Last season the Rangers finished with an 18.6 percent power play. Today they sit at 18.4 percent. So what’s the big deal?
At the close of December the New York Rangers had the fifth-best power play in the NHL. The Rangers had a 22.4 percent success rate on the man advantage and 26 power play goals in the first 38 games of the season.
Things have changed since then.
Prior to last night’s three power play goal outburst the Rangers had an 8.1 percent power play in 2017. The team now has nine goals in their last 80 power play attempts, which is the second-coldest power play in the league since the second half of the season has begun. Only the Anaheim Ducks have been less effective on the man advantage since January.
At the Garden the Rangers have a 5.9 percent power play success rate in the New Year. On the road, thanks largely in part to last night, the team carries a 15.2 percent power play. Those are brutal numbers.
In the preseason and in October the Rangers’ power play looked lethal. Mika Zibanejad was set up in the circle with his big right-handed shot, Brandon Pirri looked like a difference maker and we all missed Keith Yandle just a little bit less.
But October’s been over for a long time now. The playoffs are fast approaching and the Rangers can ill-afford to head into the postseason without at least an average power play.
Last year the Tampa Bay Lightning carried a 15.4 percent power play into the postseason and they got as far as the Eastern Conference Final. But Tampa was the exception to the rule and the Lightning also improved to 16.1 percent once they got Steven Stamkos back in time for the playoffs.
This year there was no big addition at the deadline to bolster the power play. But that doesn’t mean that there aren’t potential answers or players who might spark the team’s special teams available.
Adam Clendening (when he’s in the lineup), Brady Skjei and Pavel Buchnevich have all shown potential and ability to move the puck. Since the beginning of the New Year Buchnevich leads that group in PP TOI/g with 2:03. Skjei has seen 1:01 PP TOI/g compared to Ryan McDonagh’s team-leading 2:57.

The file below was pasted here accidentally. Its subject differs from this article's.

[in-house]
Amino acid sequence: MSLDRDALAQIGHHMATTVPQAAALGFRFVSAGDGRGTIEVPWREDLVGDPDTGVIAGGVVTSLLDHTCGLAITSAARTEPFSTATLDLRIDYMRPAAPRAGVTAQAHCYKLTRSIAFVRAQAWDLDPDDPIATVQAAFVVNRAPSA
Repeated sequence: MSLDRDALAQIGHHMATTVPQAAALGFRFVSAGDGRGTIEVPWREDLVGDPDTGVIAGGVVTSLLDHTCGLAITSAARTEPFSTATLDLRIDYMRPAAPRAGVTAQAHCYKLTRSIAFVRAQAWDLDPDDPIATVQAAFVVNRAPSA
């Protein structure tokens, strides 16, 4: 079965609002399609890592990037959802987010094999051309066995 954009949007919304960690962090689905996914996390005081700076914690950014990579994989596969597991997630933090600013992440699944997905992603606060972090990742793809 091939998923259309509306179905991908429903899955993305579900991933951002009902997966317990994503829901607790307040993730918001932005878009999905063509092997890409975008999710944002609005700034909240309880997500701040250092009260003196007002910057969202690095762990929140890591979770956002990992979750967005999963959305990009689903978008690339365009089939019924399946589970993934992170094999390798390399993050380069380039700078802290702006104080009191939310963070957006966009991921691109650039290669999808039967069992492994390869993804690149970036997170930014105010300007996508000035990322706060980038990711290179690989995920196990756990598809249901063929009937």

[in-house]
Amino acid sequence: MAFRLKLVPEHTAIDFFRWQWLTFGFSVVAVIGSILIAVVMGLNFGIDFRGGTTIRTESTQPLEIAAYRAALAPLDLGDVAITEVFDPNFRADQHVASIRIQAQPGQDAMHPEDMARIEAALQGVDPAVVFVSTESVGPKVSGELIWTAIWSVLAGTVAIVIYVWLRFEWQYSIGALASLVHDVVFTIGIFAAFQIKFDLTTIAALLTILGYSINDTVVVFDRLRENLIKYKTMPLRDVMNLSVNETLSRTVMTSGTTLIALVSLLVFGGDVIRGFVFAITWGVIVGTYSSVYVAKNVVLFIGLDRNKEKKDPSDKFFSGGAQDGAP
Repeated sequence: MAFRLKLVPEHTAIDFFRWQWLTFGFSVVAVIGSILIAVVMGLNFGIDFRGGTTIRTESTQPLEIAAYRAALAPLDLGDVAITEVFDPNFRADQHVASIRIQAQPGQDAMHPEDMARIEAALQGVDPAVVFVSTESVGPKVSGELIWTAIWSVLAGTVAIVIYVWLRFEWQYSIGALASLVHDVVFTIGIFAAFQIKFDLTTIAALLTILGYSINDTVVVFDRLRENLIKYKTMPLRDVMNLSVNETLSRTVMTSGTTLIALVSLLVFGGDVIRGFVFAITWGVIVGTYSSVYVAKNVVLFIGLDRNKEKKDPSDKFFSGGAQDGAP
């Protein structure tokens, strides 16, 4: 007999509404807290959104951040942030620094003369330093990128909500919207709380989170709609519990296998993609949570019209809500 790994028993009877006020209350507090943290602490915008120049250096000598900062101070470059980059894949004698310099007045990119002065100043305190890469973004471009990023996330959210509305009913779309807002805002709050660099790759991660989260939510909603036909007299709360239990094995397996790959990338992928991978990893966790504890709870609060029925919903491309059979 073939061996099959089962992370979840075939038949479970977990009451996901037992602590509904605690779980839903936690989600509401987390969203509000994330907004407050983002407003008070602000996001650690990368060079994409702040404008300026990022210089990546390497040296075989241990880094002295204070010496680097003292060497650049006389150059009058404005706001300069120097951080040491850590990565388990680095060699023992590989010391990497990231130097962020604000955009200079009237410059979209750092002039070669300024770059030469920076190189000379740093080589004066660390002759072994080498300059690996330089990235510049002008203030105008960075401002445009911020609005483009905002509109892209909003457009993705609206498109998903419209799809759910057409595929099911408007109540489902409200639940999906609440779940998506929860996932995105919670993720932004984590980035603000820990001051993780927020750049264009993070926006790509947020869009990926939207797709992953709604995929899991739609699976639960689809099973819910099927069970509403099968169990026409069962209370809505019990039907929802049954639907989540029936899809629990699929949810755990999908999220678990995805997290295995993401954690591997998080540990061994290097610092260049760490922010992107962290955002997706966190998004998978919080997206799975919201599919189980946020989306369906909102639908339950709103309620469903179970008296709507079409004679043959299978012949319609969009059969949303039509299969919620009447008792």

Only 35 players in the NHL have been deployed on the power play more than the Rangers’ captain since the start of 2017 and only 14 of those players are defensemen. McDonagh averages more power play ice time than Duncan Keith, Shea Weber, Aaron Ekblad and Roman Josi do for their teams.
McDonagh is a lot of things and above all he’s a great balanced defenseman. But he is not a guy who can effectively pull the strings on a top power play.
The Rangers aren’t going to find a power play quarterback better than Clendening available to them now that the deadline has come and gone. Still, it is a hole that needs to be filled in the offseason. One more thing for a “to-do list” that seems to be growing with each passing game.
As for today, the Rangers don’t need a miracle fix. Turning things around is not impossible. The team just needs a power play that isn’t a disaster.
Perhaps there is something to the theory that the team has too many pass-first forwards. Maybe J.T. Miller and Kevin Hayes need more time on the power play. Or maybe the Rangers just don’t have the cast of characters to put together a great power play.
With any luck the good puck luck from the loss in Carolina will spark New York’s man advantage. A confident Zibanejad certainly isn’t going to hurt the cause either. At the end of the day, he and Mats Zuccarello feel like the keys to getting some life back into the Rangers’ power play.
Alain Vigneault and Scott Arniel need to figure the power play out before the regular season comes to a close. Whether it’s a confidence issue or a systems issue or has something to do with the Rangers having a high turnover ratio on the man advantage is unclear. It is likely a little bit of everything.
There are 14 games left in the regular season to turn it around. It’s time to shake the Etch-a-Sketch and get back to square one.